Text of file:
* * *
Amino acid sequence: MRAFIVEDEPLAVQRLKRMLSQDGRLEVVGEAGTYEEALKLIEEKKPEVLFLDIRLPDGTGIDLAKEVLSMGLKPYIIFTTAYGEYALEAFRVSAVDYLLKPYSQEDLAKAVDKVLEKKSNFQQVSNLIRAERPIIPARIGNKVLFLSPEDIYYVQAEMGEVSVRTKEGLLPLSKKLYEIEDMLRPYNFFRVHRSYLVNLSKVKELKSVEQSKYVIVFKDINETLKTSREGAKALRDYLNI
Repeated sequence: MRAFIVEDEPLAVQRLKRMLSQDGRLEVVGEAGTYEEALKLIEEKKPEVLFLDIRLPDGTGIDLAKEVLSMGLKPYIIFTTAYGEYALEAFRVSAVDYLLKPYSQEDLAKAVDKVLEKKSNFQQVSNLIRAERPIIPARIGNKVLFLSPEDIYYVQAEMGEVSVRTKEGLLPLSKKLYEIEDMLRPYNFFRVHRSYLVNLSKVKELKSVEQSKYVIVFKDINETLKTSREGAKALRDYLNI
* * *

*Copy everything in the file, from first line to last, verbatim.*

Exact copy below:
Amino acid sequence: MRAFIVEDEPLAVQRLKRMLSQDGRLEVVGEAGTYEEALKLIEEKKPEVLFLDIRLPDGTGIDLAKEVLSMGLKPYIIFTTAYGEYALEAFRVSAVDYLLKPYSQEDLAKAVDKVLEKKSNFQQVSNLIRAERPIIPARIGNKVLFLSPEDIYYVQAEMGEVSVRTKEGLLPLSKKLYEIEDMLRPYNFFRVHRSYLVNLSKVKELKSVEQSKYVIVFKDINETLKTSREGAKALRDYLNI
Repeated sequence: MRAFIVEDEPLAVQRLKRMLSQDGRLEVVGEAGTYEEALKLIEEKKPEVLFLDIRLPDGTGIDLAKEVLSMGLKPYIIFTTAYGEYALEAFRVSAVDYLLKPYSQEDLAKAVDKVLEKKSNFQQVSNLIRAERPIIPARIGNKVLFLSPEDIYYVQAEMGEVSVRTKEGLLPLSKKLYEIEDMLRPYNFFRVHRSYLVNLSKVKELKSVEQSKYVIVFKDINETLKTSREGAKALRDYLNI